Study Tours, Policy Implementation and Necessary Context

By Julian Dierkes

Over the years I have been – mostly peripherally, though not for lack of trying – involved in various attempts to describe good practices from other countries to Mongolian policy makers in the hopes of seeing elements of it adopted in Mongolia.

The amount of learning among Mongolians has been amazing, especially considering the on-going hurdle that staff turn-over linked to the lack of independence of the bureaucracy represents.

For example, it seems fair to me to say that Mongolia is an example of a generation of emerging resource economies that is well-aware of the dangers that rapid development of non-renewables might bring with it. Sometimes it seems like all the attention to various aspects of the “resource curse” is overwhelming attention to even more fundamental necessities like an independent civil service, for example, or the fight against corruption.

Policies Failing in Implementation

All the attention to international best practice seems to have brought many well-intentioned and up-to-date plans, agendas, strategic plans, etc. with it, but in observing all of these plans, it is obvious that many of them fail because of a lack of implementation. Often, there seems to be a disconnect between the strategic planning, legislation and the actual resourcing and implementation of these plans and laws. This is something that Mendee wrote about in his 2015 series on policy failures already.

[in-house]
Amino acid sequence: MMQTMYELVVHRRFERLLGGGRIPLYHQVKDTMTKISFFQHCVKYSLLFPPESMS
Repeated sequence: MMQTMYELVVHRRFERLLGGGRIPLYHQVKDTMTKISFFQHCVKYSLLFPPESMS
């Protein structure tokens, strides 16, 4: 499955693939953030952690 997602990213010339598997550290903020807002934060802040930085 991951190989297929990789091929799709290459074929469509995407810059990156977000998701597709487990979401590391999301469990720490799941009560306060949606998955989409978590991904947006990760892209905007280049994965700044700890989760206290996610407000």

Over the years we have hosted many government delegations at UBC on study tours.

It is very noticeable that these tours have become more and more professional over the years. While early tours (around 2010) still always ran a risk of a significant number of participants not showing up, over the past several years, these tours have been taken much more seriously by participants. This has to be something that the organizations that fund such tours are pleased with. I do recognize that much can be learned on such tours. The fact that Mongolian policy-makers are entirely conversant with many policy paradigms that have been developed in OECD countries over some decades attests to the impact that such study tours can have as an element in the sharing of good practices.

However, I also wonder about some aspects of these tours.

(Budget) Scale

Much of today’s discussions, hosted by UBC’s Faculty of Forestry, focused on the British Columbia context, in large part because forestry management is largely practiced at the provincial level. And that is a useful context to Mongolian policy-makers, I think. Mongolia is 1 1/2 times as large as BC (1.5m sqkm vs 940k sqkm) and BC’s population is 1 1/2 times as large as Mongolia’s (4.6m vs 3m). Obviously, BC has much more forest than Mongolia as forested areas are restricted to the North and West of Mongolia whereas almost all of BC is forested. On the whole, some comparisons between Mongolia and BC thus seem useful.